December 6, 2009

Packing

In this picture, note her balletic foot position and her determined expression.

No weapon that is formed against thee shall prosper…” — Isaiah 54:17

Watch out, New York — I am packing.

I am loading up boxes, I admit, rather than loading my Winchester rifle,  but a woman could do worse for a role model than plucky show-girl-with-a-gun Annie Oakley.  She was a pioneer in her field, if not a true Western pioneer.  She — well, she aimed high.  Sorry, I just couldn’t resist the pun.

Even putting her picture on my blog feels like a delicious rebellion against the values with which I was raised.  My mother is turning over in her grave.

I was not raised with what Jerry Fallwell would have called family values, but my family had values.  My parents were earnest on several topics — they supported civil rights, they opposed, without protesting, the Vietnam War, and they thought guns should not be privately owned.

Although my parents were not hippies, they sent me and my brother to a school run by hippies, to a socially conscious day camp, and there were certain family rules.  My cousin Doug, for instance, could upset his mother by saying loudly he wanted to be a policeman when he grew up, because after all cops were all fascists.  My mother would not allow me to own a baton because I was supposed to be in the game, not the sidelines.  And my mother made my brother write a conscientious objection letter when he was in Elementary School so he could get out of any future draft by demonstrating he was against violence and guns.  The idea that I might own a gun ever– even if it was used, say, to free draft dodgers from jail — that would make me a family pariah, in my mother’s way of thinking.

I was always on the edge — one step away from pariah purdah — for things like my spiky leather punk bracelets and spiky hair, for any number of artistic expressions not in keeping with the family party line, for resisting attending yet more Joan Baez concerts — we tended to go to three per year, more often than we saw grandparents, and finally, what made me utterly untouchable — I became a Christian.

Gun ownership would have launched an Amish shunning from the group, but that ship has sailed.

My fiance, concerned for my safety on my new job, which will involve teaching night classes and driving home alone late at night, said, “Hon, when you’re down here, I think we’d better think about getting you a firearm.”

I was at once shocked and utterly tantalized.  A gun is either the final step toward family excommunication or the first step toward my eventual red neck perdition, a perdition about which some of my New York cohort are already taking bets, I’ll warrant.  I think the odds are running in that pool toward my turning Daisy Ducal in less than three years, perhaps, because of my age, with nether-cheeks covered, but nonetheless, with an overly broad smile and derriere, leaning over a table with two long-necks in hand in some honky tonk, a gun rack in my truck.

Not known for my half-measures, I say bring it on.  I’m too intellectual for that picture, and I’m frankly more likely to turn into Eudora Welty than Daisy Duke, but guns — I am curious yellow.  I am pro-Second Amendment, pro-gun control bi-curious about guns.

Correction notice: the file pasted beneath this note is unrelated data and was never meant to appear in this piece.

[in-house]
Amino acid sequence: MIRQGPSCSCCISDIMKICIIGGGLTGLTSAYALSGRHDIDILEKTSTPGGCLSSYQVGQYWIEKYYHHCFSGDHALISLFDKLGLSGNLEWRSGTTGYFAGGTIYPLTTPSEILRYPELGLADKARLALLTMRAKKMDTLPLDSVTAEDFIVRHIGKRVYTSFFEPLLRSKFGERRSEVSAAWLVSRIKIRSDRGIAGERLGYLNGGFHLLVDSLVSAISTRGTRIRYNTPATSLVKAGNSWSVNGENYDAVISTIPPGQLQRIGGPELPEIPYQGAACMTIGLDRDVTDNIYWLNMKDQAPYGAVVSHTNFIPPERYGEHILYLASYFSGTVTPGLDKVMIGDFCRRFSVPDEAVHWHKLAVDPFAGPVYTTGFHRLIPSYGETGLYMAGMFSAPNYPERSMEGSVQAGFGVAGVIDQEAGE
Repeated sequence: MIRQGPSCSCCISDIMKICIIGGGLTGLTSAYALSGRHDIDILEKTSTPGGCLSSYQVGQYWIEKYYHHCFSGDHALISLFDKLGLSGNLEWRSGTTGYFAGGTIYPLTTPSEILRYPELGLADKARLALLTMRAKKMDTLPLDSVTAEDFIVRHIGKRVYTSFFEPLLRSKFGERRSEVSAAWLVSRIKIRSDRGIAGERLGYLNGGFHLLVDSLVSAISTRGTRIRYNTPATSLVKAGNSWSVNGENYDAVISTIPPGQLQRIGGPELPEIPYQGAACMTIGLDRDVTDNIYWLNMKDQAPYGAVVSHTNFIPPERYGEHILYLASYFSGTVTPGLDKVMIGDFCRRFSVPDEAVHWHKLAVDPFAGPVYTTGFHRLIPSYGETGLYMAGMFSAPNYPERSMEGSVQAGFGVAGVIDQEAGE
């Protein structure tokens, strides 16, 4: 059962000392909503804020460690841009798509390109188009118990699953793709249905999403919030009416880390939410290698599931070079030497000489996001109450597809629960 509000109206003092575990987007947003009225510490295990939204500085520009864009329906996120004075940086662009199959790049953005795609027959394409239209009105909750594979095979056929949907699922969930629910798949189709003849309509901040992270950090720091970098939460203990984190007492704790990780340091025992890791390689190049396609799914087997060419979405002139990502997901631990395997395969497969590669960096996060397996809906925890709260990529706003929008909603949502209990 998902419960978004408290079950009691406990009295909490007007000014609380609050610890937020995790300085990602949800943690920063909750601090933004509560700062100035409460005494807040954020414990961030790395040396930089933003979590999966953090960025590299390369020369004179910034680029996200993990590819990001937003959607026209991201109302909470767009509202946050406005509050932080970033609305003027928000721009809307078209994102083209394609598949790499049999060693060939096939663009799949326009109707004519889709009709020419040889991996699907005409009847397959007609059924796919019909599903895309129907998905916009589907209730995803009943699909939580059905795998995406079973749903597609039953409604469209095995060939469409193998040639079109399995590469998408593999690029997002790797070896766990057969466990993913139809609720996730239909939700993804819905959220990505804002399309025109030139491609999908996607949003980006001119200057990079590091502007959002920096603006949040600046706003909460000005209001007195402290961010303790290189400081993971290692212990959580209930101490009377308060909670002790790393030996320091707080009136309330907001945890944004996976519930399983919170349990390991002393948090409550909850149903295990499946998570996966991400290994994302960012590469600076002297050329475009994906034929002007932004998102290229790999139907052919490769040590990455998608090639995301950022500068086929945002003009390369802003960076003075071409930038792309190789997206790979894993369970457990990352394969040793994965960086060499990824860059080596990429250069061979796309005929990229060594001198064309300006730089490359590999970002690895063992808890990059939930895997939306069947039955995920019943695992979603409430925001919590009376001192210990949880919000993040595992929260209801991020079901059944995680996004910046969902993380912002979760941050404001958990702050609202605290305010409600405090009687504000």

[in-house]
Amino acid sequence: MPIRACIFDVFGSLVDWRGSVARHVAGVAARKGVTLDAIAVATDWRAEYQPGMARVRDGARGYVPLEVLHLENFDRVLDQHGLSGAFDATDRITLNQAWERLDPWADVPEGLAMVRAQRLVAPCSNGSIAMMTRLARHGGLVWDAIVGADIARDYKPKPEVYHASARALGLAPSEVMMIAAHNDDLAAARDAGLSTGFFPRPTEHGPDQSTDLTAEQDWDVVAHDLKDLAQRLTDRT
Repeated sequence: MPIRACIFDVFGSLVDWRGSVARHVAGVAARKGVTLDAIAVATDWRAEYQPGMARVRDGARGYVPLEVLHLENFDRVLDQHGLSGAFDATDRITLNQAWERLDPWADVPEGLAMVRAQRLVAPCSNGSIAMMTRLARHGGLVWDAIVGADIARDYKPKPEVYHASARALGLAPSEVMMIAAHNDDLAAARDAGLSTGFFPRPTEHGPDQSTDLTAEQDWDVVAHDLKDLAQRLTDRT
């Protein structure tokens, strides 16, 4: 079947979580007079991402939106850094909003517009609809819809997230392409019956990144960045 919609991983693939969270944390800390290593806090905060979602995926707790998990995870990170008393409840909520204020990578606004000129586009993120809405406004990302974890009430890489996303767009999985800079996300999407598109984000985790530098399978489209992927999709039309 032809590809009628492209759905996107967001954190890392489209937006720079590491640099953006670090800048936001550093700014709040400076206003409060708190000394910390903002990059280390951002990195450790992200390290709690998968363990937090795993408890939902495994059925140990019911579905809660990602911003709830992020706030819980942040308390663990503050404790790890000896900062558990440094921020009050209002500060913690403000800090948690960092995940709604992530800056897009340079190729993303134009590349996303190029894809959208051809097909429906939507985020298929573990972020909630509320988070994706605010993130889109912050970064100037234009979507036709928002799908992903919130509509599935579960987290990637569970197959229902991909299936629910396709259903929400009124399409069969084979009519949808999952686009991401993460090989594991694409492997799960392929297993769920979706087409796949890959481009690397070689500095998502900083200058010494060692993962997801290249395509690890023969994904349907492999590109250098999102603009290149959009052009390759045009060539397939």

When I was living as a club kid in Paris (and not yet saved), I once made out in a restaurant hallway with a man I had met earlier that evening.  He was packing.  I discovered mid-kiss the heavy steel handle tucked in the small of his back, and I found myself grabbing him tighter, kissing him harder.  I took him home that evening.  Living in a city as a young woman, not even old enough to order a drink in America, with no family on the entire continent, felt dangerous, and having a guy in my apartment who could shoot at the door if something went down — it didn’t matter that the firearm was illegal and that I had no known enemies — felt like the safest thing I could do.   I did not fall in love with him, this international man of mystery, but I did find myself passionately entangled.  I imagined him enacting all my unladylike rages, personifying the angry part of me.  It never once occurred to me that I should own a gun personally.  My mother had told me that women who own firearms find themselves overpowered by their attackers and find the weapon meant for their protection used against them.  I didn’t mind the overpowered part, not with my sexy, gun-toting man, but the weapon — would it always be pointed the other way?  And I was so angry — angry at unfairness I would later come to understand as feminist issues — I had already been attacked and excluded from things boys took for granted — could I trust myself not to go postal?

I joined the women’s movement, wrote speeches and organized demonstrations for them — I also did stand-up comedy.  I had a whole routine about Thelma and Louise blocking a Senate hearing and demanding an apology at gunpoint from the committee.  I found legitimate outlets for my decidedly unladylike anger — there’s nothing like screaming at the White House and doing what they said we could never do.  I largely forgot about guns until I saw this:

Some mother-daughter time

Understand I don’t agree with Ms. Palin about anything, but here was this marvelous image of a woman doing something we were surely told we could never do, although any honest historian will tell us that women have had to pick up guns and use them since the beginning of this country to defend and to feed their families.  I began to wonder — where are these moose-hunting women congregating?  Not Manhattan, I can  tell you that much.  Could I fill up a flask with some Jack Daniels, find a lonesome mountainside with them, and could we get buzzed, laughing softly as we crouched in the snow, fire off a few, and bag a buck?  Could I in my wildest dreams convince three other city-dwelling amateurs like me — think of it as a bridge party — to rent a SUV in some remote location, borrow some rifles, and try to get some venison?